or they are paid directly to the individual workers. readymade garments. (2006) found that in Andhra Pradesh minimum wages were not received by the workers even for a full days¶ work. Also proactive administration in Rajasthan..payment increased when wages were paid to group leaders (Mistry. 16. chances of corruption and non. According to Hardikar (1998) the average additional employment generated for IRDP beneficiaries was 77. (2006) stated that Public vigilance can be helpful to minimize corruption in rural employment guarantee scheme in Rajasthan and Haryana. There was massive participation of rural folk.30 . Iqubal et al. Ramalakshmi (1998) pointed out that inadequate working capital is the most serious problem restricting the performance of many DWCRA groups and also the group members needed training for skill enhancement. One of the labour informed the team that he worked only for 6 days on a particular work but the entries on the job cards indicated that he had worked for 48 days. 18.7 person days while that for DWCRA beneficiaries was 60. Tribal women looked forward to seeing their men back home. as result workers have stopped going for work. especially for items like pottery..12. lack of awareness . Measurement of work was not made in front of the workers. Engineers do not visit the worksite regularly and women often received lower wages as compare to men for similar work. 14. 13. The mode of payment can have different effects on the workers on the whole payment of wages to the group leader. social and community pressure. 15. Study found corruption being minimized in Rajasthan due to public vigilance leading to more than one and a half lakh people gaining employment in Dungarpur district. In Kanta toil village the team found that payments have no made for work that began a month before the team visit. and suggestion are training and adequate supply of information and resources. Dreze et al. etc. 2007). 17. unemployment allowance was observed as low as Rs. In a study on NREGA Ensure Security Against Hunger in Gujarat and Madhya Pradesh found that the wages are paid either to the entire group and divided among the group by the leader. Corruption and neglect hindering implementation of the programme in Haryana. 6 to 13 per day for a full day¶s digging work. Mangasi (1999) reported that the problem faced by DWCRA women were. foot-wear.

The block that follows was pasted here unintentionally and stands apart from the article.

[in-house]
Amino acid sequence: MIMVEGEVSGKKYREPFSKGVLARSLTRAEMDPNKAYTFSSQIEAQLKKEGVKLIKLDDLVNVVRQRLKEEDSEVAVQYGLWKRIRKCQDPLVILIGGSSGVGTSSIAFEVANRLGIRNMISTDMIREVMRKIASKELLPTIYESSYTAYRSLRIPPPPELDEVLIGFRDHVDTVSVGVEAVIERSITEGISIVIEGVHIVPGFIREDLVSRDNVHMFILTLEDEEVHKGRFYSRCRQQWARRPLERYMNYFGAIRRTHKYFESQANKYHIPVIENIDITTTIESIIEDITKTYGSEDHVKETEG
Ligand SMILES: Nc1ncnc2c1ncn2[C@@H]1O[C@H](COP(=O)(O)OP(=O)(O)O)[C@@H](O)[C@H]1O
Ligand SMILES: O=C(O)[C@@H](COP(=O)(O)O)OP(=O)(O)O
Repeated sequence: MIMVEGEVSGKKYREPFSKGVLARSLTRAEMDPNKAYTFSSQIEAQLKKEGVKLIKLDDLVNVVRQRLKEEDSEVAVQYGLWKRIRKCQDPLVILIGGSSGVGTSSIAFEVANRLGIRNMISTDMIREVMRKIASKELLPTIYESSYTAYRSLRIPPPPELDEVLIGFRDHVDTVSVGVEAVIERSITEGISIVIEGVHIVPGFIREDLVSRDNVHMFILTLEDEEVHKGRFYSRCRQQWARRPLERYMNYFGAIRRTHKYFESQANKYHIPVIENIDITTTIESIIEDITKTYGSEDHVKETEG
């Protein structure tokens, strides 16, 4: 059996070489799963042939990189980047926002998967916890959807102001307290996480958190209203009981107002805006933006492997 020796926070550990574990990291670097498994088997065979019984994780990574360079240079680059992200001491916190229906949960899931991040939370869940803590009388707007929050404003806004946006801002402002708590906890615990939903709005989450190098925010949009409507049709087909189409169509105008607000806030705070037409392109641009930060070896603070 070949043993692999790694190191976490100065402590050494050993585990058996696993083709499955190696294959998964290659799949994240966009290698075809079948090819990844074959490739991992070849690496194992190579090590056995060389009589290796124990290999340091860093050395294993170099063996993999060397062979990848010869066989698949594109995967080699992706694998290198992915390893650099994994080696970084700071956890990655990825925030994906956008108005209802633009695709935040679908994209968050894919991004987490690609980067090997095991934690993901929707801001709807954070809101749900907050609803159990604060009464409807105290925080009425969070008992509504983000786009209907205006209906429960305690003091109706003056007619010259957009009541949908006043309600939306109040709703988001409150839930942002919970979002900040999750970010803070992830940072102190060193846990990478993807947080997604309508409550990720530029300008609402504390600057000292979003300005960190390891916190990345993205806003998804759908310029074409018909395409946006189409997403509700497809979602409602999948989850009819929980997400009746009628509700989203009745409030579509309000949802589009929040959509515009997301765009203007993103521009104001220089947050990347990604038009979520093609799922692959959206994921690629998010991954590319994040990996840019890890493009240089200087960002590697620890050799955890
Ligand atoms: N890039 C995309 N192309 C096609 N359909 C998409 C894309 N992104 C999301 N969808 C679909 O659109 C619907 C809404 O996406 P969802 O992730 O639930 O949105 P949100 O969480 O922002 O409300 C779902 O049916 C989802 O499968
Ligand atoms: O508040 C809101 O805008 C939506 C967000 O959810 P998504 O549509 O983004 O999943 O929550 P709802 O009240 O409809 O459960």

bamboo and plastic items etc.Even through the employment at the village level is seasonal they migrated during such period. animal husbandry hosiery. handicraft.persons days. A research done by Rao (2000) reported in his study that awareness about the programme like IRDP.88 percent of the gross income from all sources. Rathore (2000) revealed that the economic contribution from dairy and livestock enterprise perceived by the beneficiaries of SGSY programme was 84. workers and wages under JRY and planning and execution of work JRY was 70. Annonymous (2009) The first phase of the audit in Bhilwara district has revealed irregularities and corruption relating to the use of sub-standard materials. candle.66. Awareness on DWCRA was poor among agriculture labour families. but they were ignorant of the programme under which the construction work was made except for telling that it was a government work executed by the gram panchayat . Attitude and Impact of DWCRA Programme on Tribal and Non-Tribal Beneficiaries of Udaipur District´ Upadhyay . 880/. needed to ensure that the right people are being paid. funds JRY. He further pointed out that average additional income generated by IRDP was Rs. 79. carpet weaving . JRY EAS TRYSEM . 25. 22.per beneficiaries.spice grinding. Out of 32 families only three families (10 %) worked few years back for school building construction taken up under JRY. buffalo rearing. 72. Ameta (2000) observed in his study that the extent of knowledge of beneficiaries about general aspects of JRY. 20.46. 72. In a study on ³Comparative Study of Knowledge.07. 21. DWCRA etc. Dwaraknath (2001) in a study on ³Self Employment Generation under DWCRA´ reported that women had gained knowledge through DWCRA programme in various income generation activities such as weaving industry.16 percent respectively. Bishnoi (2007) in his study on ³Awareness of DWCRA programme among rural women´ reported that several entrepreneurial activities were promoted through DWCRA programme after conducting training like fruit preservation. 23. 24. 2046/.while DWCRA scheme had generated additional income of Rs. making and mat weaving. 19. the use of machinery instead of manual labour and the non-issuance of job cards.